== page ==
During the last two centuries, science has enjoyed a meteoric rise in popularity. Amazing scientific discoveries have enthralled generations and increased materialistic comforts beyond the public imagination. As a result, people increasingly view science as the holder of unequalled power capable of achieving anything. Therefore, one may argue that we should turn to science for obtaining solutions to the present day problems. However, the current state of scientific knowledge is full of gaps and blanks. Therefore any beliefs and inferences based on it are liable to be changed.
Science has been incapable of providing definite conclusions in many areas. For example, initial theories regarding the nature of atoms and molecules had to be modified as new discoveries provided novel insights into their structure and function. The science of matter is yet to be completely elucidated. The author of On the Limitations of Science, J. W. N. Sullivan, writes that although our present knowledge of Nature is much richer than in any previous era, it is insufficient because no matter where we turn, we are faced with ambiguities and contradictions. This reality becomes strikingly apparent when we consider the obscure scientific views on the definition of life, the origin of life, the evolution of various organisms, consciousness
and personality development.
What is life?
More often than not science has left many questions unanswered. One of them is defining and understanding the process of life and death. The issue of an unequivocal distinction between living and non-living, animate and inanimate has confused scientists for centuries and is still unresolved. The Concise Oxford Dictionary defines life as:
"The condition which distinguishes active animals and plants from inorganic matter, including the capacity for growth, functional activity and the continual change preceding death."1
In The Penguin Dictionary of Biology, we find:
"Life. Complex physico-chemical systems whose two main peculiarities are (1) storage and replication of molecular information in the form of nucleic acid, and (2) the presence of (or in viruses perhaps merely the potential for) enzyme catalysis."2
Perhaps if we ask the expert scientists who study the origins of life, we may get a clear view on the definition of life. But even they are confused about it. As Antonio Lazcano writes in Early Life on Earth,
"An all-embracing, generally agreed-upon definition of life has proven to be an elusive intellectual endeavour…"3
The book The Molecular Origins of Life contains a comprehensive scientific discussion, by leading experts in the field, of how life might have evolved, but nowhere does it define life.
If we review the scientific literature on this subject, we find that scientists only speculate as to how life could be defined but are never sure of their own view. They give a very general and broad description of life in terms of growth, reproduction, metabolism, motion and response. Scientists seem to be following the attitude "it is sometimes easier to study a subject than to define it" of Nobel Prize-winning chemist Linus Pauling, avoiding a consensus on defining life.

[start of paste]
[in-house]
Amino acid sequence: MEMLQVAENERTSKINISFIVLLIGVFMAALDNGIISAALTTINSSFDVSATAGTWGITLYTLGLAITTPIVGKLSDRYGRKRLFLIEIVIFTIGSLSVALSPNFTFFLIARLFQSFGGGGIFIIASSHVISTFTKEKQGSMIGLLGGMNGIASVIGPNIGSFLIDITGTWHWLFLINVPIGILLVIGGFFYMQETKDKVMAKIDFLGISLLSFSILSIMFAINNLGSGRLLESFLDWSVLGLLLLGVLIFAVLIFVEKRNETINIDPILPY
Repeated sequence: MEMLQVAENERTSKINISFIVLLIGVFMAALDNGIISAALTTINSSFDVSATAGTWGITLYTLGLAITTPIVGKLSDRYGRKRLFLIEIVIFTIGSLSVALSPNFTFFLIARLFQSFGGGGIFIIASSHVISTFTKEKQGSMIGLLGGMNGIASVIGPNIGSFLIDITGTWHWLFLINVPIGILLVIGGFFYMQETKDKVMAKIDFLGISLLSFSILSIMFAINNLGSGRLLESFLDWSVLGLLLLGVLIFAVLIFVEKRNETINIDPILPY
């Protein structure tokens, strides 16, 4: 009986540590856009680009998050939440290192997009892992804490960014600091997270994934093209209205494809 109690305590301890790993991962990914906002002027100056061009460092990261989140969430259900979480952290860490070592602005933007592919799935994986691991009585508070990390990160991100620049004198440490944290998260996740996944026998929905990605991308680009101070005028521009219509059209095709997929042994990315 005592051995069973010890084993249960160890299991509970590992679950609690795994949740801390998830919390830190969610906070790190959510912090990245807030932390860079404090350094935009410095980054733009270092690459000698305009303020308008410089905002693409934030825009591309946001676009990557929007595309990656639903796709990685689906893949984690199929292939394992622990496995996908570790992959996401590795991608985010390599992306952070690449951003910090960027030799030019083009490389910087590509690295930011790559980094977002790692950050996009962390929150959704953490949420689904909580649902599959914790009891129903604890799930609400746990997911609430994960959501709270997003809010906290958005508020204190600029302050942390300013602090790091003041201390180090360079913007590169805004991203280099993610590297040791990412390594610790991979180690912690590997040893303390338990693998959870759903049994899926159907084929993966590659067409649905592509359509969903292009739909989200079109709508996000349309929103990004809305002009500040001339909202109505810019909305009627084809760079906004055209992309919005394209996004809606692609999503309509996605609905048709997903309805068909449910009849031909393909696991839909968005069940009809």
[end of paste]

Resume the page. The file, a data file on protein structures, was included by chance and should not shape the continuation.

A very crude and superficial classification of living and non-living that appears in standard textbooks is that humans, animals and plants appear and behave differently than stones, sand, etc. This line of distinction becomes blurred when stationary, lifeless objects exhibit occasional life-like features and living organisms exhibit lifelessness. Thus, problems in exactly classifying systems as living and non-living arise because (1) there are systems which are considered to be alive but do not exhibit all of the classical properties, and (2) there are non-living systems that display these properties. Organisms that exhibit "cryptobiosis" belong to the first set. Examples from the second set are fire and atoms of matter. Let us consider these systems briefly.
The phenomenon whereby living organisms that exhibit lifelessness during their life cycle is described as cryptobiosis (Latin; meaning "hidden life"), a puzzling natural phenomenon. When an animal or plant becomes so inactive that its life processes almost come to a halt, it is said to enter cryptobiosis. There are a surprising number of organisms that undergo cryptobiosis, including plants (as seeds), the eggs of some crustaceans and small water creatures called tardigrades. Inactive tardigrades can be preserved in a bottle for many years, where they would appear to be dead. Movements can be elicited in them by the addition of water to the bottle.
An article published in March 1983 issue of Science Digest magazine described a study of the time lapse photographic snaps of the bottom of the sea, which revealed some amazing facts. An inanimate object like a stone remained motionless at the bottom of the sea for three months. Then it suddenly ascended one foot above the bottom surface and remained stationary for few hours. It then descended back to its original position. A hand-like texture appeared in another stone. It displayed movements for 12 hours and then remained motionless for 6 months....